A public program to start the Fort Scott Community College Centennial Celebration was one of speeches, a prayer and a song on Monday morning at the Ellis Arts Center on the campus.
Students, guests and the public were invited to hear the experiences of former students and teachers, then eat a quick hot dog lunch and some cake and cookies in celebration of the community college’s 100th year.
Speakers were FSCC President Alysia Johnston who welcomed the crowd and introduced Kansas Senator Caryn Tyson. Tyson then presented the college with a commendation from the Kansas Senate for its’ 100 years of serving the community.
The speakers at the Centennial Celebration were FSCC Vice President of Student Services Janet Fancher, retired FSCC instructor Jack Gilmore; Mark Muller, FSCC Class of 1979; Tyson; retired FSCC instructor Marcel Normand; Gina Findley Shelton, class of 1999; Jim Barrows, class of 1968 and Johnston. A letter read by Fancher from Esther Anne (Weeks) Sewell, class of 1941, who is 96 years old.
Additionally, FSCC Class of 2013 Taylor Bailey produced an introductory video, narrated by Tyler Covey, class of 2019. FSCC President’s Ambassador Hannah Reel led the flag salute and Dusty Drake, lead minister at Community Christian Church, said the closing prayer.
Following the program and lunch, the crowd was asked to stop by the tree planted in honor of the celebration near the front of the building, where a fly-by drone took an aerial photo of the group.
During the welcome FSCC President Alysia Johnston told the audience that the school was established in 1919 and is the oldest continuous public community college in Kansas.
The school, established in 1919, was originally located at the Fort Scott High School building until 1967 when it moved to the 150-acre current site, and 200 students started classes. At this time, FSCC also began offering classes in Paola, according to information provided by the college.
In 1973 the administration building was completed and was later named the Dick Hedges Administration Building.
In 1982, Arnold Arena was completed, with one side a rodeo arena and the other a basketball gym, weight training area, athletic dressing rooms, classrooms, a computer lab and athletic offices. Arnold Arena just completed a renovation of the gym in Sept. 2019.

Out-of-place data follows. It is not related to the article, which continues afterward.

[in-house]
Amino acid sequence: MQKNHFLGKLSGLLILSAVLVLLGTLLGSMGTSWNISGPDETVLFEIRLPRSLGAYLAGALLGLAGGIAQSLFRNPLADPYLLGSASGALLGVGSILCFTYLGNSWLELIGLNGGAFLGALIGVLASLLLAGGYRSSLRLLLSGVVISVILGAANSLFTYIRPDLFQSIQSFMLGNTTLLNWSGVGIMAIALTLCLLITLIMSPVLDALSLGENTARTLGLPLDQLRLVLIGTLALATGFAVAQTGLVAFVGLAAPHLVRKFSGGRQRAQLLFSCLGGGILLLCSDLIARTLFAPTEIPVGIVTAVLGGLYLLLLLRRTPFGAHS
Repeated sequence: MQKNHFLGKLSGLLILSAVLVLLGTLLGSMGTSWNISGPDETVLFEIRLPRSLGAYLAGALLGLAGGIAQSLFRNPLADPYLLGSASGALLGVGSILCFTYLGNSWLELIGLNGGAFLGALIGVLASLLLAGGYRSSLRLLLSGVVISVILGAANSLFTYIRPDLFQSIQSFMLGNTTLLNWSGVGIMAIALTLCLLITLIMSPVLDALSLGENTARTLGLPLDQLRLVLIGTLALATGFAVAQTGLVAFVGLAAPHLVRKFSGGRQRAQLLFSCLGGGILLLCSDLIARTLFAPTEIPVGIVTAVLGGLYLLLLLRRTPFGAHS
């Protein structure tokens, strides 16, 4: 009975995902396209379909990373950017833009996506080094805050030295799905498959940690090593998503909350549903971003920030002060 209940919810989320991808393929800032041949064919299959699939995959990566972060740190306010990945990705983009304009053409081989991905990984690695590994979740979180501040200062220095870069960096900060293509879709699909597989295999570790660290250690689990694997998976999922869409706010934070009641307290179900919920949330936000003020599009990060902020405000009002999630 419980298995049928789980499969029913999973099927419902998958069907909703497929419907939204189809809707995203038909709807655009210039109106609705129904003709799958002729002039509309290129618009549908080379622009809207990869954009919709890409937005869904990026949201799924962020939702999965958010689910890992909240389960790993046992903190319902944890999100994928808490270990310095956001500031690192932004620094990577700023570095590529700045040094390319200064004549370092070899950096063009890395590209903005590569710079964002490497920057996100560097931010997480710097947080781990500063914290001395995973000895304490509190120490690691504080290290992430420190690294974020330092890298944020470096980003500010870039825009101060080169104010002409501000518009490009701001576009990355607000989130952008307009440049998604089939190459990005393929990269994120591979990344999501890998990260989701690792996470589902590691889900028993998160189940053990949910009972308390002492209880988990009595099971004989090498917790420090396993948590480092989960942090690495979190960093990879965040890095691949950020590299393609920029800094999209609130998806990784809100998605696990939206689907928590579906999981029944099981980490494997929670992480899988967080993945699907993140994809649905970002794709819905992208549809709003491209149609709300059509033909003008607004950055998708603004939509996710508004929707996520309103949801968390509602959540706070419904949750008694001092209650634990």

In 1986, the college acquired the cosmetology school from Pittsburg State University and N. Jack Burris Hall was completed in 1989.
A dormitory was opened in 2002 and named Chester Boileau Hall.
In 2004, FSCC purchased and renovated the former Sisters of Mercy Convent on Burke Street for the nursing program. Also in 2004, the college remodeled a wing of the former Miami
County Hospital in Paola, which then became the FSCC Miami County Campus.
The Gordon Park Museum and Center of Diversity also was established in 2004 at FSCC to honor Fort Scott native Gordon Parks, a photographer, writer, poet, musician and filmmaker.
The Danny And Willa Ellis Family Fine Arts Center was opened in 2009 which included a 600-seat theater, community meeting rooms, the Gordon Parks Museum the Kathy Ellis Academic Hall.
The Kansas National Guard Armory was purchased in 2010 and houses the John Deer technician program and the welding program.
The cosmetology department moved to a newly remodeled space in 2014 on campus and the rodeo program opened a new rodeo building.
This year, an addition to the Burris Hall which was provided by donations from the Chester Boileau and Lonnie Cleaver estates, opened with new offices, classrooms, bathrooms, and a trophy display area for the FSCC Livestock and Meat’s Judging Teams awards.
There will be a banquet on Sept. 20 as part of the continuing celebration, and a tailgate party with free food at the Greyhound Football Game, Sept. 21 at 7 p.m.
For more information: 620-223-2700.